Quick Facts

  • Awards

    2 Awards

  • Compassionate Doctor Recognition
  • Patients' Choice Award
  • Accepted Insurance

  • Aetna
  • Multiplan
  • PriorityHealth
  • FrontPath Health Coalition
  • Paramount

Doctors in North Iowa Mercy Clinics Palliative Care

View all physicians that belong to North Iowa Mercy Clinics Palliative Care.

Ratings & Comments

11 ratings with 3 comments

The Overall Average Patient Rating of North Iowa Mercy Clinics Palliative Care when asked is excellent. North Iowa Mercy Clinics Palliative Care has been reviewed by 11 patients. The rating is 5.0 out of 5 stars.

The average wait time to see a doctor at North Iowa Mercy Clinics Palliative Care as provided by patient reviews is 18 minutes. By comparison, the national average for a pre-vist wait time is 21 minutes.

Specialties

3 specialties

  • Internal Medicine

    An internist is a physician who focuses on the diagnosis and treatment of conditions that affect the adult population—both acute and chronic.
    These doctors are often who adults see as their primary physicians because they treat a broad range of illnesses that do not require surgical or specialist interventions. They also work to help a patient maintain optimal health in order to prevent the onset of disease.
    In addition to treating the common cold and flu, internists also treat chronic diseases like diabetes and heart disease.

  • Cardiovascular Disease
  • Hospitalist

    Hospitalists are physicians who specialize in the care of patients in the hospital. The majority of hospitalists are board-certified internists and have completed the same training as other internal medicine doctors including medical school, residency and board certification examination.
    Hospitalist activities include patient care, teaching, research, and leadership related to hospital care. They have more expertise in caring for complicated hospitalized patients on a daily basis since, unlike other specialists or primary care doctors, they spend most of their day in the hospital.
    They often coordinate the care of their patients and act as the central point of communication among the different doctors and nurses involved in the patient's care. They are also the main physician for family members to contact for updates on a loved one.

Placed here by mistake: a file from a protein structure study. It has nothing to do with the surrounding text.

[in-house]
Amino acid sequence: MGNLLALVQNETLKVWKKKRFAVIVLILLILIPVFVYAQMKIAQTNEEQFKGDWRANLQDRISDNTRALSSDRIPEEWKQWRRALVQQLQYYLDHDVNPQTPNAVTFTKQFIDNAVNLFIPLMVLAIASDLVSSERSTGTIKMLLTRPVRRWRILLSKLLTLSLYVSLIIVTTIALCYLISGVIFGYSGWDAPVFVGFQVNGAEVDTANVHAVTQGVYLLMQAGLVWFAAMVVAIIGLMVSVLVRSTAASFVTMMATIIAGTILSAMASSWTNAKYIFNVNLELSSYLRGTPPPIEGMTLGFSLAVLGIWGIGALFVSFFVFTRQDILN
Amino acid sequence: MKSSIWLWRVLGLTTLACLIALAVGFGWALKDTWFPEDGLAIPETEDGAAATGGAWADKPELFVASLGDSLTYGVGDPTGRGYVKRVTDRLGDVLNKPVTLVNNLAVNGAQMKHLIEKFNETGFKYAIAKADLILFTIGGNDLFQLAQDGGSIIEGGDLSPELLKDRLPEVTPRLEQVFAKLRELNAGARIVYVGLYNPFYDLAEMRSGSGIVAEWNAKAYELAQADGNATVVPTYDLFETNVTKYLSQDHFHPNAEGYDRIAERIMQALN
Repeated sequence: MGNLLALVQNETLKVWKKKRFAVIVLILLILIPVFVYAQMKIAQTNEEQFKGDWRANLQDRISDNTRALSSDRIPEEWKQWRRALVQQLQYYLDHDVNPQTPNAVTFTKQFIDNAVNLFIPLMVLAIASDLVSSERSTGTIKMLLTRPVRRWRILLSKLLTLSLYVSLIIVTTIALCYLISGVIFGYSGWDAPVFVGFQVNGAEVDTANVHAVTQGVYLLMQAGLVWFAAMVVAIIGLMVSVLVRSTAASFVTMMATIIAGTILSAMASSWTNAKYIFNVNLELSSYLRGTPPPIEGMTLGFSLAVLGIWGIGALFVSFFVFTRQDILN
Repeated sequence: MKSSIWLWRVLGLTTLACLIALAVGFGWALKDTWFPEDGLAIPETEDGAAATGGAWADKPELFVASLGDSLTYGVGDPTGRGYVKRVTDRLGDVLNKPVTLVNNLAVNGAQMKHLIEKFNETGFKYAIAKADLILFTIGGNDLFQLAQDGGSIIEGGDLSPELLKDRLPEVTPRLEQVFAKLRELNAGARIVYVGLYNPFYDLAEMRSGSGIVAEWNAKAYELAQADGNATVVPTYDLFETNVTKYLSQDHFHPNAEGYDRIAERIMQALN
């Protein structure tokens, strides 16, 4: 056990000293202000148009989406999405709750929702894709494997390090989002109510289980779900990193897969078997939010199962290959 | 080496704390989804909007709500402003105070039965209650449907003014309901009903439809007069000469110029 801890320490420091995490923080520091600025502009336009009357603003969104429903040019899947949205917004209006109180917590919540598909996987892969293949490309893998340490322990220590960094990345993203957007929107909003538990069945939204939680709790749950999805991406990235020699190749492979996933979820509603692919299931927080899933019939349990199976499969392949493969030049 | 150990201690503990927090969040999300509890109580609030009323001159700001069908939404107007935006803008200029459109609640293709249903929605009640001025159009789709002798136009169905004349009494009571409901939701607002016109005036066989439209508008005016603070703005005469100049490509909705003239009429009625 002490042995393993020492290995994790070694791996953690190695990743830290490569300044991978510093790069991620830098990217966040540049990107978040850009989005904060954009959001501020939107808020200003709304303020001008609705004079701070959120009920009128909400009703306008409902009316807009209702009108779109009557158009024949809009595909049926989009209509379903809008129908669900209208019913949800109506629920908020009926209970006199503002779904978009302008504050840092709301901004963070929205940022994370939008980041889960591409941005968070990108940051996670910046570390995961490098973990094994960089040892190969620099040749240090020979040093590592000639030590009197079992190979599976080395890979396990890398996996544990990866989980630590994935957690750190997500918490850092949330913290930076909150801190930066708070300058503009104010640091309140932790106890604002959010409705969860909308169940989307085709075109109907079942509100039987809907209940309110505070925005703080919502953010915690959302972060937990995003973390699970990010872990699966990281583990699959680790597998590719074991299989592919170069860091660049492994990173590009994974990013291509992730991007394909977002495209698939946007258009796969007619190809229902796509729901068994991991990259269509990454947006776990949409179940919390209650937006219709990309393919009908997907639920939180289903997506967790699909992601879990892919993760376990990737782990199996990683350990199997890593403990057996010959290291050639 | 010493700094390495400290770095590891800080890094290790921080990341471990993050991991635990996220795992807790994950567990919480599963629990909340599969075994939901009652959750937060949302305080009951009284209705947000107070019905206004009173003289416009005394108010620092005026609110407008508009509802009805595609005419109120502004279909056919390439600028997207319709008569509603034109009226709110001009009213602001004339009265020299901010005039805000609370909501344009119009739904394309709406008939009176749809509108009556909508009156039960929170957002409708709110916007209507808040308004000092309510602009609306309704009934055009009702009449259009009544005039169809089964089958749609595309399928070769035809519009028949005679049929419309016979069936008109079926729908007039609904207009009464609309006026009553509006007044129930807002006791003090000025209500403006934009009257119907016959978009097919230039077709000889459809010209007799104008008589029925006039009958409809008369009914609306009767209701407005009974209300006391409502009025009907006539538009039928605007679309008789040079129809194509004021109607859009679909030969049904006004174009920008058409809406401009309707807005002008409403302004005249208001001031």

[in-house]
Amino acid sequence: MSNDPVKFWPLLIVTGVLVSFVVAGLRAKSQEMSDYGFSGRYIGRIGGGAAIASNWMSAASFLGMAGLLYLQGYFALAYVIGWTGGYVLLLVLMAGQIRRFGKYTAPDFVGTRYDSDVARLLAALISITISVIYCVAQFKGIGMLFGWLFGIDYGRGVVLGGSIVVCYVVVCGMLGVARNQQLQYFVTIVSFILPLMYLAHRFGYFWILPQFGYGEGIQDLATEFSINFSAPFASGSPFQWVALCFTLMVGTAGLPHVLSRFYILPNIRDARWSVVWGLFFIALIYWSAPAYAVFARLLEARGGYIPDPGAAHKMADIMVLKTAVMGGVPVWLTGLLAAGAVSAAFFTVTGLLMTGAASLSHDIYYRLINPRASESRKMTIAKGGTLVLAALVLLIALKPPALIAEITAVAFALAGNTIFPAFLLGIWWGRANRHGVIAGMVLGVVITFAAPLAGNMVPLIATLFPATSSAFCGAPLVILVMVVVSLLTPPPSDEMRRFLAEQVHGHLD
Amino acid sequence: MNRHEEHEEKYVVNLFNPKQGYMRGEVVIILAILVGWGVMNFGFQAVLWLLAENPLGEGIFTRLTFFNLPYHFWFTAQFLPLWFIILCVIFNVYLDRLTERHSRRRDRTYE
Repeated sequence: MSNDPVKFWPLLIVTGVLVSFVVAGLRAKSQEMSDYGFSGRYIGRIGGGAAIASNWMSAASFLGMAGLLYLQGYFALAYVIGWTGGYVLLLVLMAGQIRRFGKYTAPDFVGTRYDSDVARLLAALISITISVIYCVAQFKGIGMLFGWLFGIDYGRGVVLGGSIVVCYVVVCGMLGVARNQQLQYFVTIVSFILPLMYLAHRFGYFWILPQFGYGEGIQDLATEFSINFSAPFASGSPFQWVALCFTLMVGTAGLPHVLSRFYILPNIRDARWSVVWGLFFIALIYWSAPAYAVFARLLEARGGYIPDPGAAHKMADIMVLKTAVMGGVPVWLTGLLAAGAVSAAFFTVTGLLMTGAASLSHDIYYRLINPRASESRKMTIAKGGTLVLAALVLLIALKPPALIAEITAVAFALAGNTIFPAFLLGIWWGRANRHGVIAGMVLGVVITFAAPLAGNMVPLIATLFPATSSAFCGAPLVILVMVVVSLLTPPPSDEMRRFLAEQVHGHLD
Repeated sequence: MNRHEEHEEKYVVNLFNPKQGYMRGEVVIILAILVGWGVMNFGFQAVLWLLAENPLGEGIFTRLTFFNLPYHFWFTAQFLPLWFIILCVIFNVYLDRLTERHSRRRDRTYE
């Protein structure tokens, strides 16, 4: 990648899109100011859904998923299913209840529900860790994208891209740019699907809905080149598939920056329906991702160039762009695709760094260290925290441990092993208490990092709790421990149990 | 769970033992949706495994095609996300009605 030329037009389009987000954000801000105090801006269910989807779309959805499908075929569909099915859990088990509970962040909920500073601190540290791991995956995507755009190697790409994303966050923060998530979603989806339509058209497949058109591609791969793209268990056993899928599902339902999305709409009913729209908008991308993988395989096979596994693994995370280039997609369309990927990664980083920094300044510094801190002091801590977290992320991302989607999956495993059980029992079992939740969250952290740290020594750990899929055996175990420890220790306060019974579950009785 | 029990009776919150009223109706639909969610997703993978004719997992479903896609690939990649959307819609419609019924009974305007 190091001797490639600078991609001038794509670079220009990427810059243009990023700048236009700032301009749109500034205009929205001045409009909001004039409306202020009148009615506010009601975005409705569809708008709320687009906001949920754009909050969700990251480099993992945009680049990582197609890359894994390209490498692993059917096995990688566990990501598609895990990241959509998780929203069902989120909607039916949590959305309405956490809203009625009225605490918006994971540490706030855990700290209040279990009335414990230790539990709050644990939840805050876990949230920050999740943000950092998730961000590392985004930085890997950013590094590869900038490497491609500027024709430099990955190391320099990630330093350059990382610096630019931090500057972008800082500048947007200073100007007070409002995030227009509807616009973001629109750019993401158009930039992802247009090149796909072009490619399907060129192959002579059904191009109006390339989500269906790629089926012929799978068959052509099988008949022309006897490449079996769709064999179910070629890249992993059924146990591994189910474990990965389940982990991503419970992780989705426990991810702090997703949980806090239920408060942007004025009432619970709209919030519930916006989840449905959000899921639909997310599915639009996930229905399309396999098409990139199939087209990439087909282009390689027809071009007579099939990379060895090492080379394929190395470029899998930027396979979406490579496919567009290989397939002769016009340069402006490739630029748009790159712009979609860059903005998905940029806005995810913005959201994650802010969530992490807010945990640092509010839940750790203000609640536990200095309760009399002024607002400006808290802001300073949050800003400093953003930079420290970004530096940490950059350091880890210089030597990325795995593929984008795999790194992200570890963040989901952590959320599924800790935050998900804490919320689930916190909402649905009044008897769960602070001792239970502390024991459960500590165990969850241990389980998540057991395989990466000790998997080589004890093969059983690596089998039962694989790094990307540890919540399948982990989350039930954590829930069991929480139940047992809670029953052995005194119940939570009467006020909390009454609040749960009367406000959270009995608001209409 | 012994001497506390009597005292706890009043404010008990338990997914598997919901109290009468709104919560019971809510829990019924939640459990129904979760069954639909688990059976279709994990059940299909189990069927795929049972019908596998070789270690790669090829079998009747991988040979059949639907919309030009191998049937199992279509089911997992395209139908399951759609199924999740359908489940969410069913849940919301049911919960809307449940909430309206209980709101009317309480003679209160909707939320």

• Education

    Affiliated doctors have gone to the following schools

  • Ohio State University College Of Medicine
  • Madras Medical College
  • Des Moines University
  • Nearby Group Practices

    North Iowa Mercy Clinics Palliative Care is similar to the following 3 Group Pracices near Mason City, IA.

  • Mercy Fam. Med Residency

    Group Practice

    Mason City, IA

  • Mercy Heart Center

    Group Practice

    Mason City, IA

  • Mercy Cancer Ctr

    Group Practice

    Mason City, IA

Information About Group Practices

What is a Group Practice?

According to The Medical Group Management Association, a group practice is any relationship between three or more physicians who share facilities, expenses, profits and other resources like support staff and equipment. Group practices tend to fall into two categories: those that organize around a particular medical specialty and those that encompass several specialties like East Boston Neighborhood Health that specializes in internal medicine

Why Group Practice?

As medicine became more complex in the twentieth century, the need for group practices made more sense. Physicians found it impossible to know everything about the emerging drugs and technologies on the medical landscape. In addition, the cost of providing a full range of diagnostic services, such as tests and X-rays, in one location became prohibitive to the individual practitioner. Hence, doctors from various disciplines began to team together in order to provide more comprehensive care to their community of patients.

Benefits of Group Practice

As medicine became more complex in the twentieth century, the need for group practices made more sense. Physicians found it impossible to know everything about the emerging drugs and technologies on the medical landscape. In addition, the cost of providing a full range of diagnostic services, such as tests and X-rays, in one location became prohibitive to the individual practitioner. Hence, doctors from various disciplines began to team together in order to provide more comprehensive care to their community of patients.